Every season, Hugo Martin’s eyewear collections push the limits of contemporary design, drawing on influences from global cultures and making use of the latest advances in technology such as 3D printing that most other eyewear designers have yet to fully embrace. The founder of Parasite Design, Martin has been drawn to eyewear from a young age and describes a utopian aim to give his wearers superhero powers when they wear his designs. We caught up with the maestro to talk about his history, inspirations and obsessions.
Can you talk a bit about your background? Were there any breakthrough moments?
I studied design at University but my parents were both opticians, so I was exposed to the eyecare and eyewear industry from a young age. In 2000 I presented my idea for for glasses with four arms (two on each side) at the prestigious Jura eyewear design competition in France. This was a really important moment for me, as it led me to set up my eyewear label, Parasite Design, a year later. It was this design, and its inventive, sci-fi spirit that formed the kernel for all my later designs at Parasite. We have a patent for this design called “maintien actif” [English: “active fit”] and we continue to make and sell them. They are glasses which sort of claw around your face and head. They have a very firm grip!
And what are you up to now?
Parasite Designhas evolved enormously since we first started. In 2005 we launched a more traditional collection called Noego, and last year we started looking into 3D printing, which is still a relatively new technology. This has enabled us to develop a more minimalist collection, made up of lightweight, comfortable frames. 3D technology is really incredible, and we really want to invest in it as an emerging technology that allows for a lot of creative freedom: any whimsical idea that pops into our head, we can give it a go! We’re also currently partnering with several other labels, thanks to the Parasite DesignLab, the section of our company where we develop the bolder end of our design ideas, such as our masks. We’ve developed products in collaboration with Disney and Opal, creating Mickey Mouse and Star Wars-inspired designs, as well as Bape, who are one of the biggest streetwear labels in Japan.
Who are you inspired by?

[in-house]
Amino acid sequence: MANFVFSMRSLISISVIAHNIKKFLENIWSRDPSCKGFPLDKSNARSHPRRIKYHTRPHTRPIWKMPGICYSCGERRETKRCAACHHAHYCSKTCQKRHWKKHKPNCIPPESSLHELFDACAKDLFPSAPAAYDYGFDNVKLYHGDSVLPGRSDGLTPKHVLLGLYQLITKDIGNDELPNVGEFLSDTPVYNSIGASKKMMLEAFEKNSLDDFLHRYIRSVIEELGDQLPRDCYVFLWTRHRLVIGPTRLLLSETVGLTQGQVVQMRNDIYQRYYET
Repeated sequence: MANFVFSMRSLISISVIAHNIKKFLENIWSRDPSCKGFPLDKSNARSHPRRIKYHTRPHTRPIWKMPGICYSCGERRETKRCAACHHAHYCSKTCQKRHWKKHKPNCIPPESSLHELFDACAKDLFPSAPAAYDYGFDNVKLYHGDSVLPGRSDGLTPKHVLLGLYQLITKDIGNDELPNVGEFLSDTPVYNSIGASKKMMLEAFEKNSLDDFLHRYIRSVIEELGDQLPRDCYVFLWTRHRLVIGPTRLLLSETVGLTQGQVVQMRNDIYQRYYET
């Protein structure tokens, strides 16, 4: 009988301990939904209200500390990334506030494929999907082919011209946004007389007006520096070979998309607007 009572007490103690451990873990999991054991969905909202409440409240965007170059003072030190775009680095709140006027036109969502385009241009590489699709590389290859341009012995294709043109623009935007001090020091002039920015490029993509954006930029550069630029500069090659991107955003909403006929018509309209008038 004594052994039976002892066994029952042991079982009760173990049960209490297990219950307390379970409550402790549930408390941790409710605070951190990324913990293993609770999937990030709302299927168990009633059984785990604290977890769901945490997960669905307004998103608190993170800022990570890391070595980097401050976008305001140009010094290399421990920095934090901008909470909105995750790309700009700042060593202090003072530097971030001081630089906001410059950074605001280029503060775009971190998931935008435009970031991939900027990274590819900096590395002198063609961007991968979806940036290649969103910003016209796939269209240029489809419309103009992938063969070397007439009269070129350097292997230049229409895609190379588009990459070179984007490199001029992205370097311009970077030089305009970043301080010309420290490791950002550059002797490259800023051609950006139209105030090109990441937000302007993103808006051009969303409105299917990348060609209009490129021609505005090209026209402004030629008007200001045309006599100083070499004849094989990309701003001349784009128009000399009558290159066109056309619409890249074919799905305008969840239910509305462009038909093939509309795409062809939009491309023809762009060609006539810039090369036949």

At Parasite Design, we are really influenced by pop and geek culture. From a musical perspective, we’re also really influenced by electronic music and hip hop. We also love comics, particularly Manga and science-fiction.
Who are your eyewear design influences?
I think from an industry perspective, I think we really do our own thing when it comes to design. However, one label that has always influenced us is Oakley. Their approach to glasses is really revolutionary and their philosophy is similar to the one that we’ve tried to cultivate at Parasite Design. We also love brands like Alain Mikli, Frédéric Beausoleil and Jean-François Rey, to name some other French designers.
Who is currently on your radar?
At the moment, there are four brands that I really love. These are the Japanese brands Masahiro Maruyama and Factory 900, as well as the Hong Kong-based label Rigards and the Italian brand Portrait. I’ve always felt a real affinity for Asian design. Maybe it’s because of my long held love of Manga, I’m not totally sure. I also love Japanese, Korean and Hong Kongese film. Interestingly, we have always sold really well in Asian markets.
What would be your dream eyewear design?
Since we love futuristic design and using new technologies, we’ve been talking a lot lately about the idea of transhumanism. I’d love to create a model of glasses which were somehow integrated into the body so as to enhance its performance. We want to develop the idea of the cyborg or android in our work.
Who would you like to design glasses for?
For Marvel and DC Comics superheroes! One of the founding principles of Parasite Designwas to unlock the superhero that I believe is dormant in every human being. Furthermore, our slogan is ‘Made in Super France’, because all of our (amazing) glasses are designed and fabricated in France.
When you’re not at work, what are you doing?
In the kitchen! I cook a lot. I love discovering new, unknown ingredients and formulating new recipes with them. As I’m originally from the South East of France, I also love to spend time at the beach.
What’s your favourite city?
Tokyo. I could definitely go and spend time some there, setting up an outpost of Parasite Designmaybe.
If you didn’t design glasses, what would you be doing?
I’d be a cook. In Tokyo, maybe.
Could you tell us some of your favourite spots there and in France?
In the Nihombashi area of Tokyo there is a restaurant where you can try Japanese beef in pretty much all its forms (Kobe, Matsusaka, etc.) called Nihonbashi itadaki By K’un San. I bring their head chef bottles of French wine when I can.
In Osaka, there is an amazing shop that specializes in Japanese knives, called Kunishige Hamono-ten. Every year I bring back new ones for me and my friends.
In Lyon, my go-to hangout spot is Bohème. Its owner, Gildas, is a close friend, and we frequently organise retro gaming nights in their bar, which often carry on late into the night…
When I’m in New York, I always stop by Dreems, a showroom that displays cool new designers in the heart of Soho. They sell our glasses there too. It’s a great place to start your day of shopping, as Y-3, Louis Vuitton, Nike, Bape, Opening Ceremony, Stussy and Stadium Goods are all nearby.
Finally, Biarritz,a place I love to go on holiday. This place in particular has it all: waves, wonderful beaches, breathtaking scenery, a golf course, amazing buildings, a great restaurant and a bar on the beach. www.golfilbarritz.com